Poster on ProtoFit (Goldschmidt 2005)

The following poster discussing ProtoFit's general methodology and applications was presented at the 15th Annual V.M. Goldschmidt Conference in Moscow, Idaho on May 24, 2005. It is reproduced here in html form for your convenience.

Turner, B. F., and Fein, J. B. (2005). A derivative method for analysis of surface potentiometric titration data and model optimization. Geochim. Cosmochim. Acta, 29 no. 10, suppl.1, p. A49.

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A derivative method for analysis of surface potentiometric titration data and model optimization

Benjamin F. Turner
Jeremy B. Fein

Dept. of Civil Eng. and Geological Sciences, University of Notre Dame, Notre Dame, IN 46556 USA


A new derivative-based approach to analysis of potentiometric titration data is useful for:
  • interpretation of adsorbent buffering behavior.
  • evaluating data quality and experimental design.
  • comparing datasets collected under varied experimental conditions.
  • optimizing surface complexation models and evaluating their suitability for a given application.

    The approach is implemented in the computer programs ProtoFit and ProtoFit-GUI.


    The pH buffering behavior of mineral and other natural adsorbents is important to understanding the geochemistry and metal binding behavior of soils and sediments, and the stability and transport behavior of suspended particles. Hence, it is useful to investigate the proton buffering behavior of surfaces directly by potentiomentric titration, and to develop predictive models.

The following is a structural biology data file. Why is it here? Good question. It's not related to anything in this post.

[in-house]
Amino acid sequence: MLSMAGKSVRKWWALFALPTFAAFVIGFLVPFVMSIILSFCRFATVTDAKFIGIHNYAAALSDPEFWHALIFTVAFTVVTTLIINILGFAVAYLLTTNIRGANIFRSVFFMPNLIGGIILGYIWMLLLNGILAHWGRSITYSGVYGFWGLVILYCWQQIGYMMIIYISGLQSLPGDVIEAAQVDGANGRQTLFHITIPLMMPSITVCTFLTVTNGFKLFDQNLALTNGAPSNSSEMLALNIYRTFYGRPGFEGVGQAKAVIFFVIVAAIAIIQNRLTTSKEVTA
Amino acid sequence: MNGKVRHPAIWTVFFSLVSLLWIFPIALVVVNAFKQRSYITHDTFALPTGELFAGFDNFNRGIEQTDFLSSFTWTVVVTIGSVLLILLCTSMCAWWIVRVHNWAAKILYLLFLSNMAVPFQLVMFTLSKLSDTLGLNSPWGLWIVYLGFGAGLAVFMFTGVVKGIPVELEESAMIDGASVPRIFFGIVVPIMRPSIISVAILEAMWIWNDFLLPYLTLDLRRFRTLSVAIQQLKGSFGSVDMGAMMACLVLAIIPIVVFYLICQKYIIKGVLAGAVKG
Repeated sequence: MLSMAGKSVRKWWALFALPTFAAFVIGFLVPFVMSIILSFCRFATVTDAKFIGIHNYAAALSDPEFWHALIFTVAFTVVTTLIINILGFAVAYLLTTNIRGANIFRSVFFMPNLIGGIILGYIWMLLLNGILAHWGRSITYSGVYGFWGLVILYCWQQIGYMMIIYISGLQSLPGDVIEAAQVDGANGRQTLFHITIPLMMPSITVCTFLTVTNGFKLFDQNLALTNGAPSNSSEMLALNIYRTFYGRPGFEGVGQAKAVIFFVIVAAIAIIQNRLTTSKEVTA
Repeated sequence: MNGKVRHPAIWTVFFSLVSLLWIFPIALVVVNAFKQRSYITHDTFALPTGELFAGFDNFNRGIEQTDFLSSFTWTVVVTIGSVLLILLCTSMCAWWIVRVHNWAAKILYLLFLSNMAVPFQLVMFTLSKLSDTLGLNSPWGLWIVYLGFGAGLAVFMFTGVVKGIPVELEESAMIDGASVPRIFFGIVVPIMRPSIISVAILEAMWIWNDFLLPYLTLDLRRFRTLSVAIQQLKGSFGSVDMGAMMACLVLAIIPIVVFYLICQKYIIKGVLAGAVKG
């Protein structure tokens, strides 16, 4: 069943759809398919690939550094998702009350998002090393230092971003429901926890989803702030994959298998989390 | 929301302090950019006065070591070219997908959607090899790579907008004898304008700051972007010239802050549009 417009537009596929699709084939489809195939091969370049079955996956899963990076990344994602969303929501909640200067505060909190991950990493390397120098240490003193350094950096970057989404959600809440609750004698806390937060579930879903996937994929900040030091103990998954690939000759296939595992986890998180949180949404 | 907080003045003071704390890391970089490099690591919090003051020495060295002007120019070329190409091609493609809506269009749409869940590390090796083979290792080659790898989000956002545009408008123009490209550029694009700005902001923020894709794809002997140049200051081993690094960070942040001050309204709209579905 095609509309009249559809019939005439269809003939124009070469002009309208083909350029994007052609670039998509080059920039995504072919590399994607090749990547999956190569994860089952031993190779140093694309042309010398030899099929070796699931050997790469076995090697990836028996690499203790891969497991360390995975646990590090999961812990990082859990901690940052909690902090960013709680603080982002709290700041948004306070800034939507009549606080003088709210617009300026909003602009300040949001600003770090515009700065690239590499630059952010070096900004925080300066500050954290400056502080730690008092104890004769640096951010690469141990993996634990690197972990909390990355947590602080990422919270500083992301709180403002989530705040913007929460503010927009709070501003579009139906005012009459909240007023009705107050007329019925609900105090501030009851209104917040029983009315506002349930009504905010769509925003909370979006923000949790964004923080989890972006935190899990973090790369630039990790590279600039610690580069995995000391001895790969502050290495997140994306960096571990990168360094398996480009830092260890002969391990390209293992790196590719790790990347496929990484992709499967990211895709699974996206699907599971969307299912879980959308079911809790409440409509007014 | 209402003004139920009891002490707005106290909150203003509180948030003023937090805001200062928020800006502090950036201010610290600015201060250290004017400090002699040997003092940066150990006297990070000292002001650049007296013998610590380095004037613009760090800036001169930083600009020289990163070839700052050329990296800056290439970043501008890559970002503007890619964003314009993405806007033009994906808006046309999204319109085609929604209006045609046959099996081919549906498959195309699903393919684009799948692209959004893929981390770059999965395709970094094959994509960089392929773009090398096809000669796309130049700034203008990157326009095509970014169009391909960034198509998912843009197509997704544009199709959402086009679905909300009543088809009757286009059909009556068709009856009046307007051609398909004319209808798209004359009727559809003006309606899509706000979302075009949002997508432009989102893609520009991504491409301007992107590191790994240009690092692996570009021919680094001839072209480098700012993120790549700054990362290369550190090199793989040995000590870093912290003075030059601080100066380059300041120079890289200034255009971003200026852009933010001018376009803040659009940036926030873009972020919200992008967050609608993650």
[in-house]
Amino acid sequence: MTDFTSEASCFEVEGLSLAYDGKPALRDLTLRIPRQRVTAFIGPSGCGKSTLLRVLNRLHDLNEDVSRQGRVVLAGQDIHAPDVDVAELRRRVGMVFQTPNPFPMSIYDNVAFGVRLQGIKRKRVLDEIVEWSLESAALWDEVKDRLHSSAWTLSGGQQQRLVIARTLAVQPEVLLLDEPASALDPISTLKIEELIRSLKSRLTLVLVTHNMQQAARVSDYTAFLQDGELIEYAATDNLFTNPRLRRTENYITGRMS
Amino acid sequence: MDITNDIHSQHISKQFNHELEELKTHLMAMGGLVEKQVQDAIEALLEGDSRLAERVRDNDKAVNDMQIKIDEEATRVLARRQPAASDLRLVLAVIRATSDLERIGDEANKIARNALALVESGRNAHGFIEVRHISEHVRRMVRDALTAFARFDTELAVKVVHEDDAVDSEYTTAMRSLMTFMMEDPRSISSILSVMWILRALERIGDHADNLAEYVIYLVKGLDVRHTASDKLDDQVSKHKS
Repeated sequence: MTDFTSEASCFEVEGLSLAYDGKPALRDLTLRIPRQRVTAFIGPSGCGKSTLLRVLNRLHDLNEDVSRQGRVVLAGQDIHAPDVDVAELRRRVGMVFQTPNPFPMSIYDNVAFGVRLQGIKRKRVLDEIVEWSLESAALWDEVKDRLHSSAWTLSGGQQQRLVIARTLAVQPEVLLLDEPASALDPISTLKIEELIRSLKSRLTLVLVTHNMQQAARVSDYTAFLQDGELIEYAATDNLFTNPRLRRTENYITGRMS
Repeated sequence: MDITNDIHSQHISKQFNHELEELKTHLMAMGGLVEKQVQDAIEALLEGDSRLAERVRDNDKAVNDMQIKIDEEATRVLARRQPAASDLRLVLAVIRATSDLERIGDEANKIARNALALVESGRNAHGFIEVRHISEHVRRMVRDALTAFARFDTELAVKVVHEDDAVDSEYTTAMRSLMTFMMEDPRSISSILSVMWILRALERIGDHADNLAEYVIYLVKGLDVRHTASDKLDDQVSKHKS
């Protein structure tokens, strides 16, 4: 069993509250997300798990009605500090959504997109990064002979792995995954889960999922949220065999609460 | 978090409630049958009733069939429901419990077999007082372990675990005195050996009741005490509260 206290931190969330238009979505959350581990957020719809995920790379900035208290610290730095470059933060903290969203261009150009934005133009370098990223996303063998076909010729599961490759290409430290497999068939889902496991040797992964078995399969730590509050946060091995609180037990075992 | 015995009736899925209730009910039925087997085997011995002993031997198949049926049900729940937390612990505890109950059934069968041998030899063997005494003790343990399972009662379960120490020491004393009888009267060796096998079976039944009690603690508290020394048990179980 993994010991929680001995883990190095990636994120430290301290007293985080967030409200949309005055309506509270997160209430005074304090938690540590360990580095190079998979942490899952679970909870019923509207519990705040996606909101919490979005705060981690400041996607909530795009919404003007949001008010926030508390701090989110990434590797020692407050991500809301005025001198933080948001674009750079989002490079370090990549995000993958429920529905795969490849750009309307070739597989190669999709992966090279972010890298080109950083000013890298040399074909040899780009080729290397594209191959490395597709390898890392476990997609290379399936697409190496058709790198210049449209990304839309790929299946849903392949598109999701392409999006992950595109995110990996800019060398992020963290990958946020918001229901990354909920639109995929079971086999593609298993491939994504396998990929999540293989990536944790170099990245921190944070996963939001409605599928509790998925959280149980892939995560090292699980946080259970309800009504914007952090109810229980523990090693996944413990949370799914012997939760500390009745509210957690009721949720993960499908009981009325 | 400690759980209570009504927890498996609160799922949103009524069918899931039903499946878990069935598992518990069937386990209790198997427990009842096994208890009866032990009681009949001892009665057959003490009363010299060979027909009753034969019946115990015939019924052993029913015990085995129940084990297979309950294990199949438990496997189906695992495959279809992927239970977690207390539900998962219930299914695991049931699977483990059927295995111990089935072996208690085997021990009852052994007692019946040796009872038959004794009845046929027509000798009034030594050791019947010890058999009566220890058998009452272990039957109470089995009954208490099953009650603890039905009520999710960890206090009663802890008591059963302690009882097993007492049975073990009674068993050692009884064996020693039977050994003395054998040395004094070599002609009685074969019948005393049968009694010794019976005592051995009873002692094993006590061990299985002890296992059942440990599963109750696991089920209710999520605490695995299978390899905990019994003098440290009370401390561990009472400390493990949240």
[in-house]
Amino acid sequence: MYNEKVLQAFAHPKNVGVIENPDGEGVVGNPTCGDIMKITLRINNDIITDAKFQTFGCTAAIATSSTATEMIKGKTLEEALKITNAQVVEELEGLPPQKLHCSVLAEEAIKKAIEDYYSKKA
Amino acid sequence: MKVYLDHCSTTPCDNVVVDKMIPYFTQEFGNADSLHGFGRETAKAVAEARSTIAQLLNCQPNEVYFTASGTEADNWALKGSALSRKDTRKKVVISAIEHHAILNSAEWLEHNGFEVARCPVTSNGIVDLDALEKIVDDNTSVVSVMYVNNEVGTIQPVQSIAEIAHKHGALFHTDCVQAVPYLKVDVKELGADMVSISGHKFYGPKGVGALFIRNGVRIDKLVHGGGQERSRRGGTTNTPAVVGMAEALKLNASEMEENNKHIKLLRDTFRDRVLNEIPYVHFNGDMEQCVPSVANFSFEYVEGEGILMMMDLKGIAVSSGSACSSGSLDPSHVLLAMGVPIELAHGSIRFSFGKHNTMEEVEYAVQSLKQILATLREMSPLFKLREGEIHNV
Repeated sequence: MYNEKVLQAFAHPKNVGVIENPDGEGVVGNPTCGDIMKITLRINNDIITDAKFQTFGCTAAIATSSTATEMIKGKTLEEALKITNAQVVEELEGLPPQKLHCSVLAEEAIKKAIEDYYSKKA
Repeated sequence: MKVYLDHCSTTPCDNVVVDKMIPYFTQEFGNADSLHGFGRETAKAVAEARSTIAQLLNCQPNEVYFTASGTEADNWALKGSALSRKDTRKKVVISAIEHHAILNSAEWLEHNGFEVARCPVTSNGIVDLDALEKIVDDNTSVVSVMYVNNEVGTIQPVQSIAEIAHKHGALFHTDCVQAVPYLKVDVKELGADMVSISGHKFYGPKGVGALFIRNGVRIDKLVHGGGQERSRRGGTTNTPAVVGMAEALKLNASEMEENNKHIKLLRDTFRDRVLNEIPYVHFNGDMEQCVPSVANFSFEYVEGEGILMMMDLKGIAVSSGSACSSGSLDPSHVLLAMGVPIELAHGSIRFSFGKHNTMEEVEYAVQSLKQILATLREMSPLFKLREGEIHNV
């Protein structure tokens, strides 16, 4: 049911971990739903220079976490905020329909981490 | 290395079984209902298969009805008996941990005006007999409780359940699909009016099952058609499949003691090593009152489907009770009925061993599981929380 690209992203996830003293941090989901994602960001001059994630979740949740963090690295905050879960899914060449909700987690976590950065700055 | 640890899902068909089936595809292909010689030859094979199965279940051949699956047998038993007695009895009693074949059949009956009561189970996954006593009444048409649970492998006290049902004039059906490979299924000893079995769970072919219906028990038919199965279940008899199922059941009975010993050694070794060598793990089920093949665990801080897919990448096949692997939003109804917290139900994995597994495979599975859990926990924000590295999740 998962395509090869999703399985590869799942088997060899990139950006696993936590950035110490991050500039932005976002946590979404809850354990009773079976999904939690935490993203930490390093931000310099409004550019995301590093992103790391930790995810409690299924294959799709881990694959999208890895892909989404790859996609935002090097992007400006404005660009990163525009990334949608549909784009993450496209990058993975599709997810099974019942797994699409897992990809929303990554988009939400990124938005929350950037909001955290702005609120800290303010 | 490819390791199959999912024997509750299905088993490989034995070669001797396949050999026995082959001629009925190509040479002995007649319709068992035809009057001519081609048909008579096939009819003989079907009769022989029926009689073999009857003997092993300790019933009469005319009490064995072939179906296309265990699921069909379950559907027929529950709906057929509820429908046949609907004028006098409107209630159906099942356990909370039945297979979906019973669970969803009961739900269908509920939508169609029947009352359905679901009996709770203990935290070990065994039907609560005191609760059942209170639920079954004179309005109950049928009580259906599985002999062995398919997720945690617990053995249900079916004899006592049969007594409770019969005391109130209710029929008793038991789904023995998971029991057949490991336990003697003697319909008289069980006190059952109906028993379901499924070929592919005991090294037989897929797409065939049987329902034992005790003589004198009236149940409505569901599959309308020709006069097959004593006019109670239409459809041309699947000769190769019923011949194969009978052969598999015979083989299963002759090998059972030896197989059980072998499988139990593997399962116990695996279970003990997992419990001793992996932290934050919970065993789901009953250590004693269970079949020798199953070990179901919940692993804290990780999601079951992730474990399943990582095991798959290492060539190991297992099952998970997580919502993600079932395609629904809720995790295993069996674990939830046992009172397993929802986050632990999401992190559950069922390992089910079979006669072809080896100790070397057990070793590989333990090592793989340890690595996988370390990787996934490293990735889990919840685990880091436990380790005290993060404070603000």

How to interpret titration data?

    The purpose of an acid-base titration is to observe the pH buffering behavior of an adsorbent or proton-exchanging solute. But this behavior is not readily apparent from raw titration data.

    Figure 1. Titration data for TiO2. Data from Hayes et al. (1991).

    Barriers to dataset comparison using raw titration data and similar approaches:

  • Dissimilar starting pH
  • Dissimilar adsorbent/water ratios
  • Dissimilar experimental conditions

    Difficulty with model optimization using the proton balance approach:

  • Requires that the initial proton charge of the adsorbent be either known (which is not practicable for many substances) or treated as an adjustable parameter.

    This presentation reports a method of titration data analysis that overcomes the above barriers to data visualization and comparison, and can optimize models in a way that is independent of starting pH and initial proton charge.

    Calculation of the buffer function Q*ads

    The buffer function Q*ads is the resistance the adsorbent provides to changes in solution pH. It is obtained by first calculating the moles of protons exchanged with the adsorbent at each titration data point:

    then calculating the slope (derivative) of this function, normalized to adsorbent mass:

    where b0, b1, b2 are coefficients for a polynomial fit to a portion of the curve, and x represents pH.

    Interpretation of the adsorbent buffer value Q*ads

    The adsorbent buffer value Q*ads represents the pH buffering behavior of the adsorbent sought in the titration. Since the function is independent of adsorbent/water ratio and starting pH, it is ideal for comparing titration data collected under different conditions.